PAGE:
Georgian service members’ team claims Invictus Games gold

Members of Georgia’s sitting volleyball team celebrate their tournament title. Photo: Georgia’s Defence Ministry press office., 23 Oct 2018 - 17:07, Tbilisi,Georgia

Georgian service members are back-to-back champions of the international Invictus Games competition after taking the gold medal in sitting volleyball in Sydney earlier today.

The group of injured and wounded troops added to their 2017 achievement by claiming the championship with a win in the final over the United Kingdom.

For Georgia the 2-0 victory followed a semifinal success against Estonia, also held today.

See highlights of the final between Georgia and the United Kingdom:


The team also overcame Germany in the quarterfinal on Monday, as well as Romania earlier in the competition.

Their performance in the final had a high-profile support from their homeland, with the Minister of Defence of Georgia Levan Izoria watching the match alongside Chief of General Staff of the Armed Forces Major General Vladimer Chachibaia.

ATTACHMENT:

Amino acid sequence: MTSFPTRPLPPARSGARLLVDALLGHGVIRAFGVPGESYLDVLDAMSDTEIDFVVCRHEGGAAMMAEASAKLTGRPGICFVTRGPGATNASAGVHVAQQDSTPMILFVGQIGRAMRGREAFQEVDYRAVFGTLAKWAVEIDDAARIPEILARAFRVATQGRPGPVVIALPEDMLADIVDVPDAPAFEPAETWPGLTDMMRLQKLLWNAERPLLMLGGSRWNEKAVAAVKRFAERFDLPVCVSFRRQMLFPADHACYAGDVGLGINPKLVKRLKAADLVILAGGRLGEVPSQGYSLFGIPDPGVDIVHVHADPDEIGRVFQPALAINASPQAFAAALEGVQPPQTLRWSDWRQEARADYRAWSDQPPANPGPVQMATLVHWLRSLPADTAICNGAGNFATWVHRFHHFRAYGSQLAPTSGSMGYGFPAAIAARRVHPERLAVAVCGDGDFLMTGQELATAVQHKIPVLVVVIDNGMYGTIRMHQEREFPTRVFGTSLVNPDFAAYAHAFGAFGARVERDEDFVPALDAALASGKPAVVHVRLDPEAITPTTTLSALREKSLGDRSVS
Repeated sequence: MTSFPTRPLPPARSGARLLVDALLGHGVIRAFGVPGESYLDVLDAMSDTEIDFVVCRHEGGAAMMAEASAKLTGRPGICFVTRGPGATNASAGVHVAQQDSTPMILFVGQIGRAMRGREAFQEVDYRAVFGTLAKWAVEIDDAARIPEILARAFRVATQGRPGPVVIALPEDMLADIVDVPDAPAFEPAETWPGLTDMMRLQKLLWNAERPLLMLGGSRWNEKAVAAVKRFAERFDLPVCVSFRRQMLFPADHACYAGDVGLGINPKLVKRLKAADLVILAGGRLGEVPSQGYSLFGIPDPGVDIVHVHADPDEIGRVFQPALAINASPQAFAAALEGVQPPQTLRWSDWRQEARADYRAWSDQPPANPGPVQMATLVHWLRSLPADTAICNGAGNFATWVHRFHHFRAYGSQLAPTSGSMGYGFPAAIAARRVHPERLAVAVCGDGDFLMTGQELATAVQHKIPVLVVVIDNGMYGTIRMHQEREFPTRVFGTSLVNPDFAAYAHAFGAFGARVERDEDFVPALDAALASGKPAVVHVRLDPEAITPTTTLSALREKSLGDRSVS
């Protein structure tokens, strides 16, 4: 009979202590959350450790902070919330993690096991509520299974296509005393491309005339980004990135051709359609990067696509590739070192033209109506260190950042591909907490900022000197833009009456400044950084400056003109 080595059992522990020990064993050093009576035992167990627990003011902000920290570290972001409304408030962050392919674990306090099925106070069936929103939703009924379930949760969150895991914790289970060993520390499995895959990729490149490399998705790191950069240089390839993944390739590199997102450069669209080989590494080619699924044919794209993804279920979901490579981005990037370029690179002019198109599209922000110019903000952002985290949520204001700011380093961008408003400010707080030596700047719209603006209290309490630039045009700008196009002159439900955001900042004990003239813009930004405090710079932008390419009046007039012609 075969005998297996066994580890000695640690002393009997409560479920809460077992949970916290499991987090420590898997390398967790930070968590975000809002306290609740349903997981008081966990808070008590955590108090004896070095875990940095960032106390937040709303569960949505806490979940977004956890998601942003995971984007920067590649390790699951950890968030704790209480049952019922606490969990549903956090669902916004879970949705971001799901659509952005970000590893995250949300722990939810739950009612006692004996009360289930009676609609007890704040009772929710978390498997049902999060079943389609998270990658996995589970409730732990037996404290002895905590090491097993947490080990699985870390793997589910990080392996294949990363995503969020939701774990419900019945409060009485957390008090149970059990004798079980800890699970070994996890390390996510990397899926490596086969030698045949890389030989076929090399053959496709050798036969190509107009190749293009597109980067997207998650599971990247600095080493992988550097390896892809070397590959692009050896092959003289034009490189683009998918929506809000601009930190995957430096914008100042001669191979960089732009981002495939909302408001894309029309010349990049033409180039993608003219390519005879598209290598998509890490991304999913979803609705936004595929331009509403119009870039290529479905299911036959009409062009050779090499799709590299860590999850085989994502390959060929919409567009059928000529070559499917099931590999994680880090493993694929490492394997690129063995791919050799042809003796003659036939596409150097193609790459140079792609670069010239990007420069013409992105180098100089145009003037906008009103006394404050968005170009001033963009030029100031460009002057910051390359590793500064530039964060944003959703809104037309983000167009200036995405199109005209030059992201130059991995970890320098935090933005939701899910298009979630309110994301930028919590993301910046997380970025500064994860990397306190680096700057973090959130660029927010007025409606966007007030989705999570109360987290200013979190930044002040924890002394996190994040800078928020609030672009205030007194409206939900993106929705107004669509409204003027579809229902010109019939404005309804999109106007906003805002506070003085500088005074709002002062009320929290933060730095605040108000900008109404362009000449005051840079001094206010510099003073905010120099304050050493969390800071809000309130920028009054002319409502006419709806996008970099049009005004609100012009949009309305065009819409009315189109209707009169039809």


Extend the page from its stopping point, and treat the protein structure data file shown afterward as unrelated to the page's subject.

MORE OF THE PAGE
The civilian and military commanders also phoned in the victorious athletes following the conclusion of the final game to offer congratulations.

Featuring 15 athletes, the overall Georgian team is taking part in the games for the fourth time, with support from the Ministry of Defence of Georgia.

Chief of General Staff Maj Gen Chachibaia (right) and Defence Minister Levan Izoria (second from right) watch a broadcast of the celebration in Tbilisi. Photo: Georgia’s Defence Ministry press office.

They are taking part in seven sporting disciplines including archery, rallying and swimming.

Held in the Austrialian city, Invictus Games is marking its fourth edition between October 20-27, with the slogan Game on Down Under.

Organised under the patronage of Prince Harry, Duke of Sussex, the tournament involves 500 competitors from 18 countries.

The participants engage in a range of sporting disciplines to celebrate the physical and mental resilience of troops who sustained injuries during their service.